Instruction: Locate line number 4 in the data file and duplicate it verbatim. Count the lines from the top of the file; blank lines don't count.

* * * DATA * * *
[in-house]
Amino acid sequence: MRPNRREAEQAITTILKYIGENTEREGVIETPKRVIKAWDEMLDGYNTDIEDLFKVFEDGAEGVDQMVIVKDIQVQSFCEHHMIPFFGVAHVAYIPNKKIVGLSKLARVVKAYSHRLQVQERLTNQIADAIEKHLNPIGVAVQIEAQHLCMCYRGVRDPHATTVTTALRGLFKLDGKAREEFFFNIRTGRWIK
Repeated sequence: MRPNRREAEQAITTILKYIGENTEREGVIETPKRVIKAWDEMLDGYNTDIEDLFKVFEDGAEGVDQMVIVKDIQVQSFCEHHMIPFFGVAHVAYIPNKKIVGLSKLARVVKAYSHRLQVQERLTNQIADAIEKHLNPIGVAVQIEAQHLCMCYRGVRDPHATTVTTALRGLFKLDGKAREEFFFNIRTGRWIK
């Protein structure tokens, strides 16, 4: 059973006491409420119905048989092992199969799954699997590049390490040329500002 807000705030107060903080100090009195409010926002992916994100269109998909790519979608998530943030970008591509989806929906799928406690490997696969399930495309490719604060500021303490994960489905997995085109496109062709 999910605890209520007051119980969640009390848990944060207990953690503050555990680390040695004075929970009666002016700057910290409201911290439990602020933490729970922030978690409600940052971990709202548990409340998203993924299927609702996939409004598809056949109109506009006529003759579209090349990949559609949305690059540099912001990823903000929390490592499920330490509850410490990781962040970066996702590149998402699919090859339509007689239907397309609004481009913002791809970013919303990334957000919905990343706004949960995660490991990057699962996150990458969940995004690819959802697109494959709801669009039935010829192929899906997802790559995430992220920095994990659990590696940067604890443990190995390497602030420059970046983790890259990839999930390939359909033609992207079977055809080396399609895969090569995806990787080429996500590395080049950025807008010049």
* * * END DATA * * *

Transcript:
């Protein structure tokens, strides 16, 4: 059973006491409420119905048989092992199969799954699997590049390490040329500002 807000705030107060903080100090009195409010926002992916994100269109998909790519979608998530943030970008591509989806929906799928406690490997696969399930495309490719604060500021303490994960489905997995085109496109062709 999910605890209520007051119980969640009390848990944060207990953690503050555990680390040695004075929970009666002016700057910290409201911290439990602020933490729970922030978690409600940052971990709202548990409340998203993924299927609702996939409004598809056949109109506009006529003759579209090349990949559609949305690059540099912001990823903000929390490592499920330490509850410490990781962040970066996702590149998402699919090859339509007689239907397309609004481009913002791809970013919303990334957000919905990343706004949960995660490991990057699962996150990458969940995004690819959802697109494959709801669009039935010829192929899906997802790559995430992220920095994990659990590696940067604890443990190995390497602030420059970046983790890259990839999930390939359909033609992207079977055809080396399609895969090569995806990787080429996500590395080049950025807008010049």